Jay Evensen: Think the U.S. should cut foreign aid? Think again

Julio Cortez, Associated Press

Bill Gates, left, and his wife, Melinda Gates, listen to former President Barack Obama speaks during the Goalkeepers Conference, Wednesday, Sept. 20, 2017, in New York.

How much of the U.S. federal budget do you think goes toward foreign aid? One third? A half?

Perhaps more importantly, do you think the money is well spent?

The real answer to the first question is about 1 percent. However, opinion polls tend to show Americans think the percentage is much higher, and in any case they think it’s too much.

A Rasmussen Reports poll in March found that 57 percent of likely voters thinks the nation is too generous.

The answer to the second question may not be what you expect, either.

The story that never seems to penetrate the nation’s collective knowledge is that the world now has disease and preventable childhood deaths on the run in Third World countries. The United Nations and many other organizations are making this happen, but the United States is a primary force behind the good news.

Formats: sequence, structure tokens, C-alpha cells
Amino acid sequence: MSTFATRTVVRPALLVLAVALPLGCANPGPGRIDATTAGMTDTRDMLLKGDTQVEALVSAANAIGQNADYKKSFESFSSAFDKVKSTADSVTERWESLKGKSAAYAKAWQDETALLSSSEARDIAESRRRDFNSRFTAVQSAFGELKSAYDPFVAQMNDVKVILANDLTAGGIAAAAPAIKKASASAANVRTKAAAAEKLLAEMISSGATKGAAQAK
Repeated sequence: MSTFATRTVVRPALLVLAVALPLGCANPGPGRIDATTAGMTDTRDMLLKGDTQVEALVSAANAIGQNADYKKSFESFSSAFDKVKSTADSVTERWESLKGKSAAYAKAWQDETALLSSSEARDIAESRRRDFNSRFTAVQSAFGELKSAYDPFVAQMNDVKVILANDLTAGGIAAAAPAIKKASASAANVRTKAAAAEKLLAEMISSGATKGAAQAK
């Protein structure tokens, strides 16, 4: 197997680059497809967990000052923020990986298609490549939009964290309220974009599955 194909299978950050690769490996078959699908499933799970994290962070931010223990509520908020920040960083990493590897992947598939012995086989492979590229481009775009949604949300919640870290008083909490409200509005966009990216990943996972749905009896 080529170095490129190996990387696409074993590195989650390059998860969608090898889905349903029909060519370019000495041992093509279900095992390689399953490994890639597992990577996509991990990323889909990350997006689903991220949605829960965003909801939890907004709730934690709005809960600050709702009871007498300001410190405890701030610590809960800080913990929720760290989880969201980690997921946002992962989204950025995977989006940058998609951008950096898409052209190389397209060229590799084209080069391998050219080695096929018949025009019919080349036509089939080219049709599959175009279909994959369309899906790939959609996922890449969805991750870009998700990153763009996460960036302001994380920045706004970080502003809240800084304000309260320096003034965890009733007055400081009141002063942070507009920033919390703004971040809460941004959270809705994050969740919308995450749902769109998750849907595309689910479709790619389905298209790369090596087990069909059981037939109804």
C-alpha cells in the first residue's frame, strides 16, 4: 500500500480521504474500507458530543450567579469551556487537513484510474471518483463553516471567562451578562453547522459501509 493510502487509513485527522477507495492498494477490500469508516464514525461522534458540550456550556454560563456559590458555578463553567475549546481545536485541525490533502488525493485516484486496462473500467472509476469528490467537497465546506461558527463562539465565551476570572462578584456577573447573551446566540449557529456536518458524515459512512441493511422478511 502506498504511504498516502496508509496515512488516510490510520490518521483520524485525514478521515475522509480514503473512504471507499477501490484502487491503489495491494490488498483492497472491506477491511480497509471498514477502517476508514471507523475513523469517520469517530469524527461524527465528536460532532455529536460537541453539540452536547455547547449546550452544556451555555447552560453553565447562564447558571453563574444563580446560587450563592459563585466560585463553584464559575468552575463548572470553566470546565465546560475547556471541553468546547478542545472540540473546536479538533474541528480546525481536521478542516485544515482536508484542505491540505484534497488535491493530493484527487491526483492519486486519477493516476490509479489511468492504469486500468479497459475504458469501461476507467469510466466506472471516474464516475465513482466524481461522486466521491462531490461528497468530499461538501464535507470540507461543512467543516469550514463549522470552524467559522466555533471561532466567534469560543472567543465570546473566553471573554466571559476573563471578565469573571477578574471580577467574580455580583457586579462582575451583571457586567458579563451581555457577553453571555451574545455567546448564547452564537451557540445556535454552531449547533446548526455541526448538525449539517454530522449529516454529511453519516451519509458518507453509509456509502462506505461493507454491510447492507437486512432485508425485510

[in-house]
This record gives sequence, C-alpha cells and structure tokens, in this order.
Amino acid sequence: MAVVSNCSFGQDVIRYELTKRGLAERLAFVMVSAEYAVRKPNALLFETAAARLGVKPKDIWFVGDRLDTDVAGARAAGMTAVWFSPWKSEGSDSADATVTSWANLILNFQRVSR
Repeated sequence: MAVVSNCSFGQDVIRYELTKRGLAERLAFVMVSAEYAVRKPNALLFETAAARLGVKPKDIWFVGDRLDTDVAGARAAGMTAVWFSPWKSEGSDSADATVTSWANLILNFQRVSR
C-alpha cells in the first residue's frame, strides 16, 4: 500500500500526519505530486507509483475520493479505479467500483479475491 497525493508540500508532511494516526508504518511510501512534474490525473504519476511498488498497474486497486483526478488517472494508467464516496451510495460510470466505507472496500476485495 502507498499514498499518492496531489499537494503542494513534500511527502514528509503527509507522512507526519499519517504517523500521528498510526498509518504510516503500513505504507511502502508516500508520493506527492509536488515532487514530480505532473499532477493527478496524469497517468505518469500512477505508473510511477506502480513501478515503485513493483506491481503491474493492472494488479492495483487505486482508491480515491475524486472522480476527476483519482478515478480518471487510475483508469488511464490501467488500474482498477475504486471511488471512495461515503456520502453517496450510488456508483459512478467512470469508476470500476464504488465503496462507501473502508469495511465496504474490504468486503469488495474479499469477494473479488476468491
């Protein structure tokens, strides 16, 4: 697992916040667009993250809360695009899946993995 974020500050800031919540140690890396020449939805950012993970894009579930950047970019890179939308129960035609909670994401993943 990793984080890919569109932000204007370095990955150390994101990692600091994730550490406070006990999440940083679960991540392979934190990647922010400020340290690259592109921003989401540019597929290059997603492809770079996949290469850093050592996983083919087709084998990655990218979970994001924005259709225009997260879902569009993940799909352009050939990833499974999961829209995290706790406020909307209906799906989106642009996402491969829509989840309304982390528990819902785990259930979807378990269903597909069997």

The other story is a little harder to quantify, but it makes logical sense. Nations that get a handle on the epidemic of dying babies are less likely to succumb to radical ideologies that threaten peace in the rest of the world. Poor health, poverty and despair provide fertile ground for violent alternatives.

I’ve told this story many times in this column. Two years ago, I met Namala Mkopi, head of pediatric hematology at a hospital in Dar es Salaam, Tanzania. He told me how, prior to 2013, his hospital was filled with dying children, three or four to a bed with many more scattered on the floor on mattresses.

That was before vaccines, funded by the United States and other nations, were made readily available. After that, his pediatric ward was empty, he said. No more dying children.

This issue has become important again for a couple of reasons. First, the Trump administration is proposing to cut the State Department’s budget by 30 percent, which would also cut funding for the U.S. Agency for International Development and much of what the nation invests in global health programs.

Second, because the Gates…

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